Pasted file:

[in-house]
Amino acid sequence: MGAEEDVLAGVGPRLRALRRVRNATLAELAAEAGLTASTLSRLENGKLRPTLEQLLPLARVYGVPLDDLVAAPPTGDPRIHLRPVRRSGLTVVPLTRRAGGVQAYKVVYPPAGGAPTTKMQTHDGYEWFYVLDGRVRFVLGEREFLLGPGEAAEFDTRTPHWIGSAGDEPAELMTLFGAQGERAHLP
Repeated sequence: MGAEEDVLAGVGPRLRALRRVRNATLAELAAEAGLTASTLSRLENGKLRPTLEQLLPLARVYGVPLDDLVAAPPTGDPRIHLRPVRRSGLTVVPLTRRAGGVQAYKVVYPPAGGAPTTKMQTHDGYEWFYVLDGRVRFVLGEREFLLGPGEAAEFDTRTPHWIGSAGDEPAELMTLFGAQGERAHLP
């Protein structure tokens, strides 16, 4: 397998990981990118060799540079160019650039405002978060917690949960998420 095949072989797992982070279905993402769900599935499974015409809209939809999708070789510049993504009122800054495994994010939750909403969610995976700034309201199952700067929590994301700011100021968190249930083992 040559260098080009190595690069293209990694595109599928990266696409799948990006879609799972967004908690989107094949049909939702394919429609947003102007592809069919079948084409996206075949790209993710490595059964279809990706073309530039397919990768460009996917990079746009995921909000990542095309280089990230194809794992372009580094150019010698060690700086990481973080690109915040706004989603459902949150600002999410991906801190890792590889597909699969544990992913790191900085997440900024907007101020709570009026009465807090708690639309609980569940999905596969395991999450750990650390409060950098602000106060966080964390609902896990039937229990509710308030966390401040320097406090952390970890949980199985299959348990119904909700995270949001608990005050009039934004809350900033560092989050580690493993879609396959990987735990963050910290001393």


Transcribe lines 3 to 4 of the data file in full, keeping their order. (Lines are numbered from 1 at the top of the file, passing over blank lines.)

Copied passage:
Repeated sequence: MGAEEDVLAGVGPRLRALRRVRNATLAELAAEAGLTASTLSRLENGKLRPTLEQLLPLARVYGVPLDDLVAAPPTGDPRIHLRPVRRSGLTVVPLTRRAGGVQAYKVVYPPAGGAPTTKMQTHDGYEWFYVLDGRVRFVLGEREFLLGPGEAAEFDTRTPHWIGSAGDEPAELMTLFGAQGERAHLP
């Protein structure tokens, strides 16, 4: 397998990981990118060799540079160019650039405002978060917690949960998420 095949072989797992982070279905993402769900599935499974015409809209939809999708070789510049993504009122800054495994994010939750909403969610995976700034309201199952700067929590994301700011100021968190249930083992 040559260098080009190595690069293209990694595109599928990266696409799948990006879609799972967004908690989107094949049909939702394919429609947003102007592809069919079948084409996206075949790209993710490595059964279809990706073309530039397919990768460009996917990079746009995921909000990542095309280089990230194809794992372009580094150019010698060690700086990481973080690109915040706004989603459902949150600002999410991906801190890792590889597909699969544990992913790191900085997440900024907007101020709570009026009465807090708690639309609980569940999905596969395991999450750990650390409060950098602000106060966080964390609902896990039937229990509710308030966390401040320097406090952390970890949980199985299959348990119904909700995270949001608990005050009039934004809350900033560092989050580690493993879609396959990987735990963050910290001393």